Where do I even begin? Well, he came out dressed in a black suit with a red shirt and red boots. He did a medley of several of his hits. We screamed the words at him, each of us trying to get his individual attention. We each his ultimate fan. The seats that we had just garnered put us at eye level with him, but because of the lecherous brunette to our right, he could not bring himself to make eye contact with me. The NPG was just – amazing. There was a bald girl called Shelby J who was my friend by the end of the night. She winked at me as I waived my white hankie at her and I grinned foolishly back. As he infamously does, he sent a band member to call several people to the stage. One woman hand picked himself to come up. She was wearing all brown, and looked very unassuming. HOWEVER, once she got on stage, she smacked Prince on his bottom and danced like she was auditioning for the alpha female role on Flava of Love. He masterfully wiggled his way out of her barricade, after which she throw up the Delta pyramid. I couldn’t hear the ooo ooops over the hollering crowd.
We sang (or screamed) song after song until the show “ended” with all however-many-hundred of us swaying and crooning to Purple Rain. Prince and the NPG left the stage amidst a torrent of screams and ululation. We stood there for 15 more minutes in the darkness, refusing to budge, pleading with him to come back and give us more.
Which he did.
Another wardrobe change (he had one previous to this to all white – like he was going to Jerusalem) and he was back on the stage in silver/gold high heeled sneakers and a silk black suit with no shirt underneath. As he sang Kiss, he briefly flipped the sleeve of his left shoulder to reveal ripped abs underneath. Incredible. The women (and I’m sure a few dudes too) went wild. I surveyed the crowd, and two couples in particular were clinging to each other as he crooned the verses to Adore and Insatiable, but not before warning that someone was probably was going to get pregnant.
After the encore, he left the stage yet again. The drummer tossed his sticks into the crowd, the lights came on, and the show was over. All this while, my feet were soaked in fetid water, as a pipe had burst underneath my seat at the (focking) RBC Center. I’m sure that my feet will eventually blister and break out as the result of some ungodly disease, having spent 3 hours immersed in a mixture of beer, liquor, pizza crust and piss. The RBC Center’s futile attempts at mopping up the stagnant water with their already soaked mops only added more bacteria to the mix.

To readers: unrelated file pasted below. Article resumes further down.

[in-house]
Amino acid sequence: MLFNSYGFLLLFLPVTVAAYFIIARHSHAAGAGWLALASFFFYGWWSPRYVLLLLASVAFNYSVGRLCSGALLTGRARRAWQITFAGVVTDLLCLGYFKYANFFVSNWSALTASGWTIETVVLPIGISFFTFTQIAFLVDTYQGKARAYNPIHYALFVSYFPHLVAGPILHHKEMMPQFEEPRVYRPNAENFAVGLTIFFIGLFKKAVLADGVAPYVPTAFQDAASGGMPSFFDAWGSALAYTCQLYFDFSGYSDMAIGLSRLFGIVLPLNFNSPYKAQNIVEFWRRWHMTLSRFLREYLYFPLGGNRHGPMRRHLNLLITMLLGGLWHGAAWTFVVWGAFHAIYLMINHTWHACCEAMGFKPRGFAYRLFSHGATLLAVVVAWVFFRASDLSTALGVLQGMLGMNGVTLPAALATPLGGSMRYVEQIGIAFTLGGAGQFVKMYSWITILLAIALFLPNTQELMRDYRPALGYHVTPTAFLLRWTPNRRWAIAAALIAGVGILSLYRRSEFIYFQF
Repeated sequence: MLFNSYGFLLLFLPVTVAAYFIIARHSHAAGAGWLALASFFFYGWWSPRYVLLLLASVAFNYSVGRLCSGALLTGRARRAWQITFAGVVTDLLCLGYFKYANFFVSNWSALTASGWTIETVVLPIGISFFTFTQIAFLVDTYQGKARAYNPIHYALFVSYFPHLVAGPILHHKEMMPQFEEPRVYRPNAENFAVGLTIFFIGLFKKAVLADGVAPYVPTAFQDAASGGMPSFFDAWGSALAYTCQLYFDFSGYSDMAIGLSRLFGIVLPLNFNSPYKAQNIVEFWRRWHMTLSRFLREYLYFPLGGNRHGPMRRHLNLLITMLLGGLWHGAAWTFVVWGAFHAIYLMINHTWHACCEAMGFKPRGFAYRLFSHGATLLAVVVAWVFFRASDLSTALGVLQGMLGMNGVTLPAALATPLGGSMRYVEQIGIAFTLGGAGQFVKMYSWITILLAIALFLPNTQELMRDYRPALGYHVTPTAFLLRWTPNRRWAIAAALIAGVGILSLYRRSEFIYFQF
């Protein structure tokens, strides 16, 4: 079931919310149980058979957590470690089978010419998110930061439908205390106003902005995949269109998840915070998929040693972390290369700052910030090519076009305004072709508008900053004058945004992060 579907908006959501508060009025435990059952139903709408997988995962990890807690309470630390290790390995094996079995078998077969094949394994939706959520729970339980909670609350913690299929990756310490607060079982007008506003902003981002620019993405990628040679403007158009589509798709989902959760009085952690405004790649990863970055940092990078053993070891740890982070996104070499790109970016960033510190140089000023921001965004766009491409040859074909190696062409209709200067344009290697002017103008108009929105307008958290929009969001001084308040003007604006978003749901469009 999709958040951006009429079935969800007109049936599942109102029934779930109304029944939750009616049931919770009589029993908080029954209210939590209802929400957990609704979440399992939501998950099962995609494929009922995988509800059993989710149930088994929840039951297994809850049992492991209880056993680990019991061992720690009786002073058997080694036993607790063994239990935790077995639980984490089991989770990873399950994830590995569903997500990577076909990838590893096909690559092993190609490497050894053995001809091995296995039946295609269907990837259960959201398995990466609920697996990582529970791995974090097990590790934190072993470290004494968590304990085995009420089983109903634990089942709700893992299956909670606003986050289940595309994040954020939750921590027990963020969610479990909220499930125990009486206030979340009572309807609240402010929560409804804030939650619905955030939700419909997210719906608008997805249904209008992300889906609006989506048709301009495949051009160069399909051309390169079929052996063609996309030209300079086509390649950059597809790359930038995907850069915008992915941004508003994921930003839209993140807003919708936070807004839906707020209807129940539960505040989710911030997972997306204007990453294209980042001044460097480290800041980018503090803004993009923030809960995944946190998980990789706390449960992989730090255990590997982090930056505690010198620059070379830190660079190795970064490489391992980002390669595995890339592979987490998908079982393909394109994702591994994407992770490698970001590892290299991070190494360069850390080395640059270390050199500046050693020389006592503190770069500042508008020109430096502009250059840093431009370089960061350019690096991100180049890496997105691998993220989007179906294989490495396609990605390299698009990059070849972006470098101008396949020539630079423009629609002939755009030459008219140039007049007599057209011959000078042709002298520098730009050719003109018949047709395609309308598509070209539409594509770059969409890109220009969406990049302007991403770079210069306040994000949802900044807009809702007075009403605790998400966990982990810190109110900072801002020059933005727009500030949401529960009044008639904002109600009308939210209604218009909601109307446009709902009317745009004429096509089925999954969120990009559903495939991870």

When 80% of the crowd has left, Bessie and I sat patiently waiting. I had already blogged that I was not leaving until the security guards themselves sacked me, and my feet were throbbing in agony. I needed to sit and digest all that had just happened. Suddenly, there was a flurry of movement! We saw that band return to the stage and a little man in black whiz by. It was him! He was back!
Bessie and I sprinted down the stairs and hurtled ourselves over the backs of two chairs. We were front row…front row!! We couldn’t believe it! If we had leaned forward just a tad, we could have touched him! Those who had begun to exit the building scurried back in, like starving Somali school children rushing for Halloween candy. I mean women in spiked heels and men in slacks running like there was a tsunami coming – a tsunami called Prince.
He belted out Noooooorth Caroliiiiina! A few times, held his nose and declared us all too funky and finally left for real. My near altercation with the (focking) RBC staff solidified that the show was over as they not so politely asked us to leave.
It all seems like a distant memory…like it never happened. Now I’m moving to South Africa and I will probably never see Prince again. All the same, after the customer service rape and torture at the hands of the RBC Center, I got to see the only musical genius left on earth.
It was well worth it. – nuthin’ a little salve won’t solve.